According to St Luke’s Gospel (ch 24), the risen Christ repeated these same gestures in the house at Emmaus.  This entire account is suffused with Eucharistic significance.  The Emmaus story, in fact, offers us a remarkable image of the entire unfolding of the Eucharistic Divine Liturgy, beginning with proclamation of the Word and ending with communion in Christ’s Body and Blood. 

The first part of the story reflects the “Liturgy of the Word,” as the disciples encounter on the roadway the risen Lord, who appears incognito.  Plunged into a state of distress and incomprehension, the two disciples, Cleopas and his companion (traditionally identified with the evangelist Luke), are discussing the tragic fate of their crucified Master.  Jesus approaches them, unrecognized, and inquires about their conversation.  In reply, they describe the tragic condemnation and death of the one they hoped would “redeem Israel.”  Then they speak of the women who reported finding the empty tomb and how they themselves went and found Him missing.  Then Jesus, “beginning with Moses and all the prophets…interpreted to them in all the Scriptures the things concerning Himself” (Lk 24:27).  Still, although their “hearts burned within them,” they did not recognize Him.

That recognition came only with the shared meal in the house at Emmaus.  There Jesus assumed the role not of guest, but of pater familias, the Host who presides at table.  By His gestures He revealed to the disciples His true identity as the Risen Lord.  Again, “taking bread, He blessed (God), and breaking, He gave to them.”  In the Greek text, only the verbs are expressed (labôn ton arton eulogêsen kai klasas epedidou autois), to stress once more the significance of those Eucharistic gestures.

The Liturgy of the Word is thus fulfilled in the Liturgy of the Eucharist.  Thanks to this account, future readers and hearers of St Luke’s Gospel will know that their most intimate encounter, their deepest communion, with the risen Christ occurs through celebration of this unique, sacramental meal.  The apostle Paul declares of this celebration that “as often as you eat this Bread and drink the Cup, you proclaim the Lord’s death until He comes” (1 Cor. 11:26) His coming at the “last day,” however, is proclaimed and made present “proleptically,” by a living anticipation, each time the community of the faithful gathers around the Lord’s Table, in order to participate in His Eucharistic self-offering.

If the Holy Eucharist has primal importance for Orthodox Christians, it is because this ritual combination of words and gestures offers a real sharing, here and now, in the very Life of the Resurrected Lord.  Although those words and gestures are repeated by the priest in the name of the community of faithful, the true celebrant of the Eucharistic mystery is Christ Himself.  He is the true Host of our celebration, just as He is both Priest and Sacrifice, “the One who offers and is offered,” for our life and for the life of the world. 

Through that Eucharistic ritual, Christ unites us with the Twelve in the Upper Room and with the Church throughout the ages.  At the same time, He offers us a foretaste, real but anticipatory, of the heavenly banquet, the Bread of eternal Life, that will be ours in the age to come.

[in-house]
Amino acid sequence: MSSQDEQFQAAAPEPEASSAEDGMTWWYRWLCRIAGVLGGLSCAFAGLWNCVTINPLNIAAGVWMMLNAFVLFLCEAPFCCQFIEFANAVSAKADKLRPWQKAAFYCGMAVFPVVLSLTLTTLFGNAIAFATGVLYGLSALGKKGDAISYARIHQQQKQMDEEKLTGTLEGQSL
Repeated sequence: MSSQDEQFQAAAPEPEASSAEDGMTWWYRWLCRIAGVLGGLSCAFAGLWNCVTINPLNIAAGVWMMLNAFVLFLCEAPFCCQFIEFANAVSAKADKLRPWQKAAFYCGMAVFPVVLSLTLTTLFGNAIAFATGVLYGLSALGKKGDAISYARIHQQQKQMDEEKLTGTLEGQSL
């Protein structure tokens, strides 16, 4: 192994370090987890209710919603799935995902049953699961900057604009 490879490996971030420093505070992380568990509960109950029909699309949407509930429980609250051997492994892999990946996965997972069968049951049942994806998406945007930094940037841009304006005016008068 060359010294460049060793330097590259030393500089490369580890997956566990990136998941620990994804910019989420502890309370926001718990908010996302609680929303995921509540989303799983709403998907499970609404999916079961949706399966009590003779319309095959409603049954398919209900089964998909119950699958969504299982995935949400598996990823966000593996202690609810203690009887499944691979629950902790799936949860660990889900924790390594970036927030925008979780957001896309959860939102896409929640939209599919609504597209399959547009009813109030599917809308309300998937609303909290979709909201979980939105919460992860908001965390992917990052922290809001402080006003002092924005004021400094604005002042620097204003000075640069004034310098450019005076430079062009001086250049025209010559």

[1]   Evidence for this is given in P.F. Ellis, The Genius of John (Liturgical Press, 1984) and J. Breck, The Shape of Biblical Language (St Vladimir’s Seminary Press, 1994, p. 204-213).

[2]   In St John’s Gospel, Jesus does not break the bread.  Thereby He associates the bread with His own crucified body, which, because of His rapid death, was left intact: the soldiers did not break His leg bones, “so that Scripture might be fulfilled” (Jn 19:36).  As the true Paschal Lamb, Jesus thus fulfills the Hebrew Passover (Exod. 12:46; cf 1 Cor. 5:7).



Eucharistic Offering

Written by the Very Rev. John Breck

Eucharistic gestures represent an offering of ourselves and all creation to the Author of Life.  They describe not only ritual movements made in the context of the divine service.  They symbolize as well a concern and a hope that all those around us might come to receive, in faith and in love, God’s self-offering made for the life of the world.

The center or heart of the Orthodox Divine Liturgy is made up of a triptych that includes the Words of Institution, the Anamnesis or Memorial, and the Epiklesis or invocation of the Holy Spirit.  These elements of the Anaphora or Eucharistic Prayer of Consecration express the mystery of divine activity accomplished for the life and salvation of all those who seek Christ and who long to be united with Him in eternal communion.

The first panel of the triptych reminds us that Christ Himself is the true Celebrant of the sacrament.  The life-giving mystery unfolds precisely because it is celebrated by the One who is our High Priest, our mediator and advocate before God the Father, whose self-offering on the Cross makes possible the forgiveness of sins and reconciliation with God, not only for ourselves, but for the whole world (1 Jn 2:1-2).  When the priest, in the name of the people, speaks the Words of Institution, he makes audible Christ’s own declaration, spoken over the Paschal bread and wine: "This is my Body…This is my Blood."  By this liturgical invocation the Divine Liturgy, charged with the presence and power of the Holy Spirit, renders us contemporaries of the disciples in the Upper Room and of those who welcomed the Risen Lord into their house at Emmaus.  Time and space are telescoped in the liturgical moment, so that we are truly "present" with Jesus and His disciples in Jerusalem, just as time and space are transcended at baptism, when we are plunged into "the waters of Jordan."  Baptized with Christ as well as in Him, we commune with Him as well in the gifts He offers of His own Body and Blood.